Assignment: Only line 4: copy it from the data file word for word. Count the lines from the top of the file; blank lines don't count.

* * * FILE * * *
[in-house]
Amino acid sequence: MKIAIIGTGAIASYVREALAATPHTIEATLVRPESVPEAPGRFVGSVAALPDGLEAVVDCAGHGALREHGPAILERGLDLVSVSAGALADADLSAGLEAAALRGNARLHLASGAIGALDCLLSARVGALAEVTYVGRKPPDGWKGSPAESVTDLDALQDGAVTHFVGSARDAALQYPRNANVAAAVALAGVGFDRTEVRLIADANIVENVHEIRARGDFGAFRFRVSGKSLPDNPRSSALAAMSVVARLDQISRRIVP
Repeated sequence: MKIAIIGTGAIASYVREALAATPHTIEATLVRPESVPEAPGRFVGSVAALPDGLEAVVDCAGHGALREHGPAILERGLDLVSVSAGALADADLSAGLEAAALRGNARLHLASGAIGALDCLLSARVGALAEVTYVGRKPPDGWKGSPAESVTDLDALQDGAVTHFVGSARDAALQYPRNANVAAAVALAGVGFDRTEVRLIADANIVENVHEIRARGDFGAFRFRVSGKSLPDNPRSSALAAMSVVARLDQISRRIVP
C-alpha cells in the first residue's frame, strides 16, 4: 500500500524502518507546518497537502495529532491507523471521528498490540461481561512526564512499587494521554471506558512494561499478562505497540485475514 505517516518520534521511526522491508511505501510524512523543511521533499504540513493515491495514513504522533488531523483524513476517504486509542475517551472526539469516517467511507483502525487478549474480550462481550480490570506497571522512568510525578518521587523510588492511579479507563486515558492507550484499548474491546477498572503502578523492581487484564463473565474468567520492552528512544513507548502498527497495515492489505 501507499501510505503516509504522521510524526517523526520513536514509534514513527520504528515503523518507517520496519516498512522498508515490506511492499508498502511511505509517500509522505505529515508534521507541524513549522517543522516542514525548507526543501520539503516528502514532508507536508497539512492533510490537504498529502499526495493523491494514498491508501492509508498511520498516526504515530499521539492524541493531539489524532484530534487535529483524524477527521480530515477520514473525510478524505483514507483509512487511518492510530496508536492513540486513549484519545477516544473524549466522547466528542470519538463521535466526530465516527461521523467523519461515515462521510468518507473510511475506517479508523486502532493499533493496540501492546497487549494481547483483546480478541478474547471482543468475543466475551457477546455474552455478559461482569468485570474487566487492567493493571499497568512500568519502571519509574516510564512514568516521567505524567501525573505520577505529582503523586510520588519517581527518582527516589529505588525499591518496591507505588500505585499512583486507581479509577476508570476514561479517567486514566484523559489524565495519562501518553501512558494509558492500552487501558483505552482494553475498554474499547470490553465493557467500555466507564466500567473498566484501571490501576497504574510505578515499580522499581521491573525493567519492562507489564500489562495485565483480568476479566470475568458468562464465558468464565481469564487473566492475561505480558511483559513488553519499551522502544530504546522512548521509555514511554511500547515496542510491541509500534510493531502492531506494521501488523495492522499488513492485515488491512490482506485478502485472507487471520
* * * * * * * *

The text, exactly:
C-alpha cells in the first residue's frame, strides 16, 4: 500500500524502518507546518497537502495529532491507523471521528498490540461481561512526564512499587494521554471506558512494561499478562505497540485475514 505517516518520534521511526522491508511505501510524512523543511521533499504540513493515491495514513504522533488531523483524513476517504486509542475517551472526539469516517467511507483502525487478549474480550462481550480490570506497571522512568510525578518521587523510588492511579479507563486515558492507550484499548474491546477498572503502578523492581487484564463473565474468567520492552528512544513507548502498527497495515492489505 501507499501510505503516509504522521510524526517523526520513536514509534514513527520504528515503523518507517520496519516498512522498508515490506511492499508498502511511505509517500509522505505529515508534521507541524513549522517543522516542514525548507526543501520539503516528502514532508507536508497539512492533510490537504498529502499526495493523491494514498491508501492509508498511520498516526504515530499521539492524541493531539489524532484530534487535529483524524477527521480530515477520514473525510478524505483514507483509512487511518492510530496508536492513540486513549484519545477516544473524549466522547466528542470519538463521535466526530465516527461521523467523519461515515462521510468518507473510511475506517479508523486502532493499533493496540501492546497487549494481547483483546480478541478474547471482543468475543466475551457477546455474552455478559461482569468485570474487566487492567493493571499497568512500568519502571519509574516510564512514568516521567505524567501525573505520577505529582503523586510520588519517581527518582527516589529505588525499591518496591507505588500505585499512583486507581479509577476508570476514561479517567486514566484523559489524565495519562501518553501512558494509558492500552487501558483505552482494553475498554474499547470490553465493557467500555466507564466500567473498566484501571490501576497504574510505578515499580522499581521491573525493567519492562507489564500489562495485565483480568476479566470475568458468562464465558468464565481469564487473566492475561505480558511483559513488553519499551522502544530504546522512548521509555514511554511500547515496542510491541509500534510493531502492531506494521501488523495492522499488513492485515488491512490482506485478502485472507487471520